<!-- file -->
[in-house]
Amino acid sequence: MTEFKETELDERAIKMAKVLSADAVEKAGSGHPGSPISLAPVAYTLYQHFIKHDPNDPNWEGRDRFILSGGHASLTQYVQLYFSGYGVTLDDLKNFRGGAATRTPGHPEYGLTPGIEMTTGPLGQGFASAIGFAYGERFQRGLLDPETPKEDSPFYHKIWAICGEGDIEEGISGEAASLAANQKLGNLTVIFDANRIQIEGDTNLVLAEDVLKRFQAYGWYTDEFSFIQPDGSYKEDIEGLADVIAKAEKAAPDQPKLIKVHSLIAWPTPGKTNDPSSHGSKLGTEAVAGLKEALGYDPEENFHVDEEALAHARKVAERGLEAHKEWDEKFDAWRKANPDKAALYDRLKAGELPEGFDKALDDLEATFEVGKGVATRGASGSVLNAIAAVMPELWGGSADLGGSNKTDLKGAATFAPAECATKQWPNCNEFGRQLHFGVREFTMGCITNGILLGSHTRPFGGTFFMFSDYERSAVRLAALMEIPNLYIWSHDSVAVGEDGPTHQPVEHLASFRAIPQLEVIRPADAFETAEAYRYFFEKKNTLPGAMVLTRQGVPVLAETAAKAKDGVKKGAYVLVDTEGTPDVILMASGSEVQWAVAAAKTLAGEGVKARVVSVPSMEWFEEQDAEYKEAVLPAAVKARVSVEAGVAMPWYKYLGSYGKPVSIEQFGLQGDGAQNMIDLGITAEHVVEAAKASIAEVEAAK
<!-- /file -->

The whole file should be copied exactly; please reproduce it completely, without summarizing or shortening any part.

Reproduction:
[in-house]
Amino acid sequence: MTEFKETELDERAIKMAKVLSADAVEKAGSGHPGSPISLAPVAYTLYQHFIKHDPNDPNWEGRDRFILSGGHASLTQYVQLYFSGYGVTLDDLKNFRGGAATRTPGHPEYGLTPGIEMTTGPLGQGFASAIGFAYGERFQRGLLDPETPKEDSPFYHKIWAICGEGDIEEGISGEAASLAANQKLGNLTVIFDANRIQIEGDTNLVLAEDVLKRFQAYGWYTDEFSFIQPDGSYKEDIEGLADVIAKAEKAAPDQPKLIKVHSLIAWPTPGKTNDPSSHGSKLGTEAVAGLKEALGYDPEENFHVDEEALAHARKVAERGLEAHKEWDEKFDAWRKANPDKAALYDRLKAGELPEGFDKALDDLEATFEVGKGVATRGASGSVLNAIAAVMPELWGGSADLGGSNKTDLKGAATFAPAECATKQWPNCNEFGRQLHFGVREFTMGCITNGILLGSHTRPFGGTFFMFSDYERSAVRLAALMEIPNLYIWSHDSVAVGEDGPTHQPVEHLASFRAIPQLEVIRPADAFETAEAYRYFFEKKNTLPGAMVLTRQGVPVLAETAAKAKDGVKKGAYVLVDTEGTPDVILMASGSEVQWAVAAAKTLAGEGVKARVVSVPSMEWFEEQDAEYKEAVLPAAVKARVSVEAGVAMPWYKYLGSYGKPVSIEQFGLQGDGAQNMIDLGITAEHVVEAAKASIAEVEAAK